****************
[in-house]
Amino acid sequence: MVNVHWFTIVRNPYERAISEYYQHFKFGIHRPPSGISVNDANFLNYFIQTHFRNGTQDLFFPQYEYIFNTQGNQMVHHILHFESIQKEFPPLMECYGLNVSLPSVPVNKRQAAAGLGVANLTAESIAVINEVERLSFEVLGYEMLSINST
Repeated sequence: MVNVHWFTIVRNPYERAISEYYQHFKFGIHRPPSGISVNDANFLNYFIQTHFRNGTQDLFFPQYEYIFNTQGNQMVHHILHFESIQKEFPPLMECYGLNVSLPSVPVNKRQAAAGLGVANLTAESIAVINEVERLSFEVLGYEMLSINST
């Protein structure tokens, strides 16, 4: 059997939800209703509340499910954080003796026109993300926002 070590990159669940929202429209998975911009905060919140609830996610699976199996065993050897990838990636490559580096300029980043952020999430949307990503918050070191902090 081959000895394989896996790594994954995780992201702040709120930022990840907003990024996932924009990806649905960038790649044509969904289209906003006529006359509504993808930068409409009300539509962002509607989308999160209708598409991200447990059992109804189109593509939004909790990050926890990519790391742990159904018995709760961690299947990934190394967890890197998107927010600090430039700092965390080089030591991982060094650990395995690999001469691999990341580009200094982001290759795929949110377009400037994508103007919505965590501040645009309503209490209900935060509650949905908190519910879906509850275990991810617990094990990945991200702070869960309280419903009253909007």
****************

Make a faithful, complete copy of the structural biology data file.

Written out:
[in-house]
Amino acid sequence: MVNVHWFTIVRNPYERAISEYYQHFKFGIHRPPSGISVNDANFLNYFIQTHFRNGTQDLFFPQYEYIFNTQGNQMVHHILHFESIQKEFPPLMECYGLNVSLPSVPVNKRQAAAGLGVANLTAESIAVINEVERLSFEVLGYEMLSINST
Repeated sequence: MVNVHWFTIVRNPYERAISEYYQHFKFGIHRPPSGISVNDANFLNYFIQTHFRNGTQDLFFPQYEYIFNTQGNQMVHHILHFESIQKEFPPLMECYGLNVSLPSVPVNKRQAAAGLGVANLTAESIAVINEVERLSFEVLGYEMLSINST
């Protein structure tokens, strides 16, 4: 059997939800209703509340499910954080003796026109993300926002 070590990159669940929202429209998975911009905060919140609830996610699976199996065993050897990838990636490559580096300029980043952020999430949307990503918050070191902090 081959000895394989896996790594994954995780992201702040709120930022990840907003990024996932924009990806649905960038790649044509969904289209906003006529006359509504993808930068409409009300539509962002509607989308999160209708598409991200447990059992109804189109593509939004909790990050926890990519790391742990159904018995709760961690299947990934190394967890890197998107927010600090430039700092965390080089030591991982060094650990395995690999001469691999990341580009200094982001290759795929949110377009400037994508103007919505965590501040645009309503209490209900935060509650949905908190519910879906509850275990991810617990094990990945991200702070869960309280419903009253909007």